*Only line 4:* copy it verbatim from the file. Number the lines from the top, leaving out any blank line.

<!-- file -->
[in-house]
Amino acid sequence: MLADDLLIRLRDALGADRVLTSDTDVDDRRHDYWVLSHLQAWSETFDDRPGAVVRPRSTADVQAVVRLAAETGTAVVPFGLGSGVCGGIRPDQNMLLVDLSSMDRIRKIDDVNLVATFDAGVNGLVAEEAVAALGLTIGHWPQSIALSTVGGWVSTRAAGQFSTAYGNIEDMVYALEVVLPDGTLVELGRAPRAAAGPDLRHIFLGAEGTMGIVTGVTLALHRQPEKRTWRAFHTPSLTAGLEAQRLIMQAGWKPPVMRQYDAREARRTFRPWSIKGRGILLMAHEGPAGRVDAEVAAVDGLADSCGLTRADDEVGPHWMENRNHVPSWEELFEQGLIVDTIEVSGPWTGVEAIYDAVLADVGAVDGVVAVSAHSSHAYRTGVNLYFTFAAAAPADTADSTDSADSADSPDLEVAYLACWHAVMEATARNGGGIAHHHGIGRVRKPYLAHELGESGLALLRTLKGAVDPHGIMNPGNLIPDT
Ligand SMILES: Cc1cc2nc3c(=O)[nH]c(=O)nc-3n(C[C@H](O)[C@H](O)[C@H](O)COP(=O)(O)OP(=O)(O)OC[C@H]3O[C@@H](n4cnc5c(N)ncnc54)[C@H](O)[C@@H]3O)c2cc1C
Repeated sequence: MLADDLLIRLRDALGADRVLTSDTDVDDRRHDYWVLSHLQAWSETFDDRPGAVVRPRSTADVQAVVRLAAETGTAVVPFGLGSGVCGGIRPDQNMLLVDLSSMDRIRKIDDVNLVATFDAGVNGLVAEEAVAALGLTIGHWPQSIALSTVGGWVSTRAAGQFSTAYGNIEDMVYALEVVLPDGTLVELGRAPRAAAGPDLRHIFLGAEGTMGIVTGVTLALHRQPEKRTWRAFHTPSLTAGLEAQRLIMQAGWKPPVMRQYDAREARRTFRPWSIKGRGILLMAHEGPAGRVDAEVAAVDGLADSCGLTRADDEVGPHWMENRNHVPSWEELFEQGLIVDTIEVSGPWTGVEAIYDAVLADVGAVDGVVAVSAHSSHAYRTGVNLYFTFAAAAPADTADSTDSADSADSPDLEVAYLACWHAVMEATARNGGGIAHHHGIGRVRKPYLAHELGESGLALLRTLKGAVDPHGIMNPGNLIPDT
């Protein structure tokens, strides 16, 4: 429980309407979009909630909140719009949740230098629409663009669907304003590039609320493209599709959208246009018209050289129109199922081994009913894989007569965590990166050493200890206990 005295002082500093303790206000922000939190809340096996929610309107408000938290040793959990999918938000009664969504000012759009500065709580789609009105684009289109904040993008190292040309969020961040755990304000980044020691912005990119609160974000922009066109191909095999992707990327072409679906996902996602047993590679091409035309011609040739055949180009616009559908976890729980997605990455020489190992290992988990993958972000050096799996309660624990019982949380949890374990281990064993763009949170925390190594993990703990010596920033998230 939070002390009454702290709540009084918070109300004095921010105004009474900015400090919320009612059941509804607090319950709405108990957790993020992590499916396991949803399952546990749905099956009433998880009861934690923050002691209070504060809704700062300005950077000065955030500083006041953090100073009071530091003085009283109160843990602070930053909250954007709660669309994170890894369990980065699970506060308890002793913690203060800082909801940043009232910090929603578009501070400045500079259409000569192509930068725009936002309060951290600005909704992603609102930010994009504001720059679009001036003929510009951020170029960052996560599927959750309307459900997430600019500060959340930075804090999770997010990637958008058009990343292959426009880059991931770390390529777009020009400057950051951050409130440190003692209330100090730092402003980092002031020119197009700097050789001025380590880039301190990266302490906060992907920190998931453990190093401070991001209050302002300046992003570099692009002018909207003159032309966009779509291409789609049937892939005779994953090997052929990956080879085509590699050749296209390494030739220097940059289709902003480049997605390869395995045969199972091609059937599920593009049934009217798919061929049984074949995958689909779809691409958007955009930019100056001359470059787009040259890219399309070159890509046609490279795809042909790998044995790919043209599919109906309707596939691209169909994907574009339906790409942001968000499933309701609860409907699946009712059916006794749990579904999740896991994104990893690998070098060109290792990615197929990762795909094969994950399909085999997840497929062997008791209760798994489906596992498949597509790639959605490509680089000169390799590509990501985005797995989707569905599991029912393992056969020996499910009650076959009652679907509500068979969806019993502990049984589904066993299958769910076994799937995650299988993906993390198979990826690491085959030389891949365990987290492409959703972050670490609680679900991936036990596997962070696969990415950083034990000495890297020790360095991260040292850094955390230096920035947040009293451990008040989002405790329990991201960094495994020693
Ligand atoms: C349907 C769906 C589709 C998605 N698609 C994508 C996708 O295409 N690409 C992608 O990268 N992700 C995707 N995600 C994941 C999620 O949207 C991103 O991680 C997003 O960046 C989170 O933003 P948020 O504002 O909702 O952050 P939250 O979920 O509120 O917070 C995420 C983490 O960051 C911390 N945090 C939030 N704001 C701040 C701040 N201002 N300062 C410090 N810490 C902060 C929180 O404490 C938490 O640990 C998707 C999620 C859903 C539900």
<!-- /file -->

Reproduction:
Repeated sequence: MLADDLLIRLRDALGADRVLTSDTDVDDRRHDYWVLSHLQAWSETFDDRPGAVVRPRSTADVQAVVRLAAETGTAVVPFGLGSGVCGGIRPDQNMLLVDLSSMDRIRKIDDVNLVATFDAGVNGLVAEEAVAALGLTIGHWPQSIALSTVGGWVSTRAAGQFSTAYGNIEDMVYALEVVLPDGTLVELGRAPRAAAGPDLRHIFLGAEGTMGIVTGVTLALHRQPEKRTWRAFHTPSLTAGLEAQRLIMQAGWKPPVMRQYDAREARRTFRPWSIKGRGILLMAHEGPAGRVDAEVAAVDGLADSCGLTRADDEVGPHWMENRNHVPSWEELFEQGLIVDTIEVSGPWTGVEAIYDAVLADVGAVDGVVAVSAHSSHAYRTGVNLYFTFAAAAPADTADSTDSADSADSPDLEVAYLACWHAVMEATARNGGGIAHHHGIGRVRKPYLAHELGESGLALLRTLKGAVDPHGIMNPGNLIPDT